There are lessons to be learnt from this for businesses that are set up in India or have plans to introduce operations here. India, unlike most other countries, has a very ancient tradition and culture that has stood the test of time for millennia. It is not about to change just because of the Internet or rampant globalization and internationalization. Businesses should appreciate that, and respect it. They should come up with products that will fit into the Indian cultural mindset, not defy it.
We are like this only (as most Indian's would say, in their colloquial English). And we are not about to change.
Posted by Rakesh Pai at 2:13 PM
Saturday, November 13, 2004
My EyeThis image was shot when I was checking out my camera's macro function while casually lying down in bed. I guess it's not such a good photograph, since you can recursively see my camera as a reflection in my eye. But I thought this one somehow looked good anyway.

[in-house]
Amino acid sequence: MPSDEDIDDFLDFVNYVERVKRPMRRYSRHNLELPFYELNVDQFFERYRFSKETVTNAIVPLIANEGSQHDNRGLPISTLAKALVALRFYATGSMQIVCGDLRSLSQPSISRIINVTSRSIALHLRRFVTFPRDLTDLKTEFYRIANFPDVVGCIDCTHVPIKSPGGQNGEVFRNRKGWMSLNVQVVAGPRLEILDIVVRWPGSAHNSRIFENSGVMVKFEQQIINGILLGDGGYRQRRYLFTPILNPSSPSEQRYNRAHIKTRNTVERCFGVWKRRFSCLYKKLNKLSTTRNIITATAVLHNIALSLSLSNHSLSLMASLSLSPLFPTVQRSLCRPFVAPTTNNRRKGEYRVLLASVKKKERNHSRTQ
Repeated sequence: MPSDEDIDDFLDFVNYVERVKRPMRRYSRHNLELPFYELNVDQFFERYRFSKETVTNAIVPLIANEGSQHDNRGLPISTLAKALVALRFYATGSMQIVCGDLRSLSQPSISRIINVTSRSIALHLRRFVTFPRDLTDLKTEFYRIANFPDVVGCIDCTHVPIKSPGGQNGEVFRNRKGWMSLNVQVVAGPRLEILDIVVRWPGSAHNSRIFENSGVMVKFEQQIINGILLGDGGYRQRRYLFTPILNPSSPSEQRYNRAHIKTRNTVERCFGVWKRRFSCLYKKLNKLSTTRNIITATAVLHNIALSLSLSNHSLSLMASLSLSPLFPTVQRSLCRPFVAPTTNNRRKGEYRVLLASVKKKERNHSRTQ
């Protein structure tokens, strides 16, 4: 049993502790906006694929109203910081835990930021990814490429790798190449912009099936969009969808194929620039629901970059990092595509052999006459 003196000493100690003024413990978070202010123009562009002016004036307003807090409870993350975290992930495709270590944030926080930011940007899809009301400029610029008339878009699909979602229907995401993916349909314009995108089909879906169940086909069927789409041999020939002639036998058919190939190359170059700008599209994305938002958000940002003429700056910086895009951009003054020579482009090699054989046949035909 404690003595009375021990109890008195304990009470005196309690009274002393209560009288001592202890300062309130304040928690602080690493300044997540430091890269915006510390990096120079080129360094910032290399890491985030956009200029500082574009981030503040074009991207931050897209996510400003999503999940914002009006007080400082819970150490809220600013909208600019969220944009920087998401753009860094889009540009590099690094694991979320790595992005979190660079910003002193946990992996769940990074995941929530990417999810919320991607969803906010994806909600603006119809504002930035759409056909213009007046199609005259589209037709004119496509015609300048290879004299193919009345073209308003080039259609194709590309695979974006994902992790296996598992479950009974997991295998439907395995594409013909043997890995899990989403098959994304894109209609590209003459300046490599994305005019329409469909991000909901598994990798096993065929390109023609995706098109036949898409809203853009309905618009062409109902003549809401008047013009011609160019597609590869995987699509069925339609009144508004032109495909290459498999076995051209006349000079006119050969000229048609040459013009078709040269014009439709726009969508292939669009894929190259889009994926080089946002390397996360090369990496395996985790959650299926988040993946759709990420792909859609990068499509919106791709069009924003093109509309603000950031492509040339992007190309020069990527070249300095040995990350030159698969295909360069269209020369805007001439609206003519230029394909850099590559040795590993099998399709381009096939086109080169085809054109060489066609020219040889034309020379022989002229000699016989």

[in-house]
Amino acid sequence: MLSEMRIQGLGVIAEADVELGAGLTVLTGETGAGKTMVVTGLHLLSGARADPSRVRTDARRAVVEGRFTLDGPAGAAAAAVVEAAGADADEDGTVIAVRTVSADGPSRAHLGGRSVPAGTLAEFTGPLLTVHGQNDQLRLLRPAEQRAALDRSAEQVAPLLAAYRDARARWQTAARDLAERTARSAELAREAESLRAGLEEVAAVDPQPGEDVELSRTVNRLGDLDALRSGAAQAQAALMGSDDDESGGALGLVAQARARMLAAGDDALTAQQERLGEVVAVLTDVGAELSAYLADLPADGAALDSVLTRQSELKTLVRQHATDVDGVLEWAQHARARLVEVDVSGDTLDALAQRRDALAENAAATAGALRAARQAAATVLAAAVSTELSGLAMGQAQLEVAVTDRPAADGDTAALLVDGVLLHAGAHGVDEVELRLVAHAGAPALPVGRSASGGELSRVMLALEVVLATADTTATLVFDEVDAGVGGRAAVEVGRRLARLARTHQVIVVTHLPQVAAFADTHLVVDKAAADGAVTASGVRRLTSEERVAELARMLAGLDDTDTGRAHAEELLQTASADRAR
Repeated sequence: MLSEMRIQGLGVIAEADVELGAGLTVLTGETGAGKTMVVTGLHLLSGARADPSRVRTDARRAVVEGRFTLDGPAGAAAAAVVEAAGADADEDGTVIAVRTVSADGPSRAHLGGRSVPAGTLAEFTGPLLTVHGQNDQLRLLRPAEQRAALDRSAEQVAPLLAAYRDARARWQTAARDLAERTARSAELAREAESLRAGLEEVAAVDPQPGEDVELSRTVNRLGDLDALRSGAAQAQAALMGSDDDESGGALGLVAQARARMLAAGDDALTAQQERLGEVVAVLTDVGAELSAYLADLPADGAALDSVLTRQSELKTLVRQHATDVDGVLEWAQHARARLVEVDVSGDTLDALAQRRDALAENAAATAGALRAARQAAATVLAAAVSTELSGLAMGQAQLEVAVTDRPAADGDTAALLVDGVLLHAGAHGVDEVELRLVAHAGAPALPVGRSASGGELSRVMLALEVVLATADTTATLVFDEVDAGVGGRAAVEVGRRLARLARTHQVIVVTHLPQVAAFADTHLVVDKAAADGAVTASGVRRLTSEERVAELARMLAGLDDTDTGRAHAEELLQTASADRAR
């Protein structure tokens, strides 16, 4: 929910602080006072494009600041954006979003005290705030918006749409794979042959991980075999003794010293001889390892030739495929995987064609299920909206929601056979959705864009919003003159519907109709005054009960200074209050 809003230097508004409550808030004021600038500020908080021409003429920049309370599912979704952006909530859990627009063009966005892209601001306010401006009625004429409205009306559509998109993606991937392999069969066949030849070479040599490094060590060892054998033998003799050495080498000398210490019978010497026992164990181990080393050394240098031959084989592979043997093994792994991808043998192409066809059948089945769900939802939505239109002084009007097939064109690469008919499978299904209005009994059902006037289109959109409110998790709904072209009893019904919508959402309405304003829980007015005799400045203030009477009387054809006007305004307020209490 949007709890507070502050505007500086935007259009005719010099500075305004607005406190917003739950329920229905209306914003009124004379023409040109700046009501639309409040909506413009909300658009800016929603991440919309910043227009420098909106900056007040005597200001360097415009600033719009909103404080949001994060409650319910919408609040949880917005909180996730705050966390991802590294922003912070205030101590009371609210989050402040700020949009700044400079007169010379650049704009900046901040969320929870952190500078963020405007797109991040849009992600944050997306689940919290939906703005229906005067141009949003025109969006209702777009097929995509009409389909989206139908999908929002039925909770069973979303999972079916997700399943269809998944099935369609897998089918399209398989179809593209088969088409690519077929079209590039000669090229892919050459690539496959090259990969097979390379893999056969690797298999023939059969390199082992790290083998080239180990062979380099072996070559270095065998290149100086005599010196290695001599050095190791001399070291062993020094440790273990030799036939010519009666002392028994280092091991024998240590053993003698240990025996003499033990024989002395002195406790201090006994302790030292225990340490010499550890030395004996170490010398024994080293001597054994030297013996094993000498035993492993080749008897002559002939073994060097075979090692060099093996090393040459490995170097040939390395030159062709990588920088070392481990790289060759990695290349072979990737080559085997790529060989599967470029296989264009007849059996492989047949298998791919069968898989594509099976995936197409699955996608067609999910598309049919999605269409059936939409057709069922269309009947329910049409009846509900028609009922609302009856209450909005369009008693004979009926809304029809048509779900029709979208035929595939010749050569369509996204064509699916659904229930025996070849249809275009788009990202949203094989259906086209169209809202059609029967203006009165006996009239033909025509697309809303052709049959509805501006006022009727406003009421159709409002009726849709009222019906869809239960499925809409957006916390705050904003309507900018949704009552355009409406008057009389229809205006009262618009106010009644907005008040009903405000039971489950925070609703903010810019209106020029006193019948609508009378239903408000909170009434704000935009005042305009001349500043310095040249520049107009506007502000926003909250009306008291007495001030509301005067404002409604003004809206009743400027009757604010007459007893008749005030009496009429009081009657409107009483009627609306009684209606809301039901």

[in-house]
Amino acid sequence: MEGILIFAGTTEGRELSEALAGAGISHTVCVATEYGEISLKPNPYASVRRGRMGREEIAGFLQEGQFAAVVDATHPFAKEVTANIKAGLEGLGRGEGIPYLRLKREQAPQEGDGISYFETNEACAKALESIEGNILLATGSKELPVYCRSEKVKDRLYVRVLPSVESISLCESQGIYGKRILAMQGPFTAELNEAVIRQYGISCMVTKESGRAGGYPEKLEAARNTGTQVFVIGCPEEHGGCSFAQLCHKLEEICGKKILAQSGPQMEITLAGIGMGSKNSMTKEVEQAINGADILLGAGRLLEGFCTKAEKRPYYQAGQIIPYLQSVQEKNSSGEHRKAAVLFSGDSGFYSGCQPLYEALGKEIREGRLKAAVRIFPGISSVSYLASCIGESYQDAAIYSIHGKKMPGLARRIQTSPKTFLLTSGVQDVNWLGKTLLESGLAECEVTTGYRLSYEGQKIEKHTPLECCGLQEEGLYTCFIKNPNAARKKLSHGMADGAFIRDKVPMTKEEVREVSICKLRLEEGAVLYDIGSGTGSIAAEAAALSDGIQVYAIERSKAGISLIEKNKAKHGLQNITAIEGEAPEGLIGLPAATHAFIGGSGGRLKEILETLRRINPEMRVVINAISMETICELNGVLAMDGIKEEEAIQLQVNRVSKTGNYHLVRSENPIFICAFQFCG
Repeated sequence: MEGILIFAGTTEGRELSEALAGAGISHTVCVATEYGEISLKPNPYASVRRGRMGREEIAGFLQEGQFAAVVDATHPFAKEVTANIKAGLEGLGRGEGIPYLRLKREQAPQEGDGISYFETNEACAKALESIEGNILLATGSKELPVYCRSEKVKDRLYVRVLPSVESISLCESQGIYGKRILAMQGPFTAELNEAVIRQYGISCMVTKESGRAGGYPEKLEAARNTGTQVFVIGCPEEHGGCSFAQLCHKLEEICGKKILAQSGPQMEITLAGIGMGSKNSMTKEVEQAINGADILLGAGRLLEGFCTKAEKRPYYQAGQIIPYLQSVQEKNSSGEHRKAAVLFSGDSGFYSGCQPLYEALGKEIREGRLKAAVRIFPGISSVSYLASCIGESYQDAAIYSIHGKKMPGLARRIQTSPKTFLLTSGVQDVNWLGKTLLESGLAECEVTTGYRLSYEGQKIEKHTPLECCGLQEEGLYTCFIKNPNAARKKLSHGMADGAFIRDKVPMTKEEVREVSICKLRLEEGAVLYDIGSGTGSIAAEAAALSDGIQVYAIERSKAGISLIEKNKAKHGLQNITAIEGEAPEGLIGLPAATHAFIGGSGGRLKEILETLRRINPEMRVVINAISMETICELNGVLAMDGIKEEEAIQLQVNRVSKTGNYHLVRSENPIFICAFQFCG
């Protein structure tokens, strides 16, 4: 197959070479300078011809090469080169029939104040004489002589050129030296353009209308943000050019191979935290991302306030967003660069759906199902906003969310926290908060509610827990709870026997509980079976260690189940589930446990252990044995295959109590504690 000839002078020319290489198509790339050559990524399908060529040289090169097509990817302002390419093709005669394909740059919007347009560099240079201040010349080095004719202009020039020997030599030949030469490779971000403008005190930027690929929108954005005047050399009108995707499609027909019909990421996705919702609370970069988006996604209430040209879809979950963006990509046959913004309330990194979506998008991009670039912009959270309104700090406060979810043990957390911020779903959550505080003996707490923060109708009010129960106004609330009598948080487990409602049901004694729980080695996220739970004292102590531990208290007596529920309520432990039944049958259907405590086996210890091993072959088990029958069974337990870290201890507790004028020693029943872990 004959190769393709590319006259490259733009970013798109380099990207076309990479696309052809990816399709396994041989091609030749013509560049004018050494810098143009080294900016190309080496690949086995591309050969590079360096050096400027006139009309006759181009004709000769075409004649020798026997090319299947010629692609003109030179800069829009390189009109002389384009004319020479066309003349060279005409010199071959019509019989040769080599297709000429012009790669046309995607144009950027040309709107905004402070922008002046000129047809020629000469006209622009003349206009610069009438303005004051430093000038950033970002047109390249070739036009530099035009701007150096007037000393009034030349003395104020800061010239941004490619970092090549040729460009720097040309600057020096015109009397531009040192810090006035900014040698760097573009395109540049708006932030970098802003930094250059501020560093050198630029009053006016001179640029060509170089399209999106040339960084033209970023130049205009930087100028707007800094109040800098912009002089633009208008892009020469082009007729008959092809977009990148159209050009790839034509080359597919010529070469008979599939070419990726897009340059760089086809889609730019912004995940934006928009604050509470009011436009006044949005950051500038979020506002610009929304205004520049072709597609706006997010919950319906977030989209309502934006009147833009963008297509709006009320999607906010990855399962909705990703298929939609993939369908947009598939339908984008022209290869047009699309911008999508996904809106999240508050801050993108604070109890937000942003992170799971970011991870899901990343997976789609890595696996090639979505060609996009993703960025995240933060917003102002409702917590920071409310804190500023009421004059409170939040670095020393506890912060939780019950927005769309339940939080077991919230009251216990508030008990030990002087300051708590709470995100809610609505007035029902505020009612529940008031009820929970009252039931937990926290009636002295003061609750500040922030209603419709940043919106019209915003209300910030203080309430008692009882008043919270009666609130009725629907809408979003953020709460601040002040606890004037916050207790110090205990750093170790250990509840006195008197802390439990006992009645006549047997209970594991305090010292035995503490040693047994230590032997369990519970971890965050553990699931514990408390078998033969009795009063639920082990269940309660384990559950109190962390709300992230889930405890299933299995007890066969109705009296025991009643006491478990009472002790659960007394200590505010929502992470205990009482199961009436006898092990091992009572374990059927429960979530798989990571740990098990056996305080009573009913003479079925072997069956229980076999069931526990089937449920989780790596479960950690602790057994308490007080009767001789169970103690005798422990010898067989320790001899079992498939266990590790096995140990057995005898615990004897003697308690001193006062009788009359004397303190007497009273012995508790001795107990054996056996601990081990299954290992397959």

Posted by Rakesh Pai at 10:19 PM
I don't think I can ever forget this story from our first year in engineering during Diwali time.
We were in the 4th block in our hostels. For some reason, the guys were taking some small bombs, lighting it, and throwing it inside the hostel rooms just to scare the living daylights out of the room inmates.
In one such room couple of rooms down the corridor, one guy – let's call him Scott – was sleeping comfortably in his bed. Someone lit a bomb and chucked it in his room. It landed up on his bed, right between his legs. Everyone just gawked in shock, realizing that time is very short before he loses it all. Silence took over for a quick moment.
Probably because of the comfort of the sudden silence, but Scott pulled his blanket over him! The yellow of the sparks of the bomb were still visible through the white blanket he had pulled over him.
Fortunately for him, this other guy jumped on him and put out the bomb before it went off. Very fortunately for him. If not, he would have been ball-less, as a matter of saying.
Every single time I listen to this, I roll on the floor laughing. The way the bomb had to land between his legs, and the way Scott had to pull his blanket over it was impeccable timing. Thank God nothing went wrong!
Not OT: I've heard of three stories of small fires this Diwali itself from among my neighbors and friends. It’s a fun festival, but make sure you play safe at all times. Happy Diwali again! And wish you a great New Year!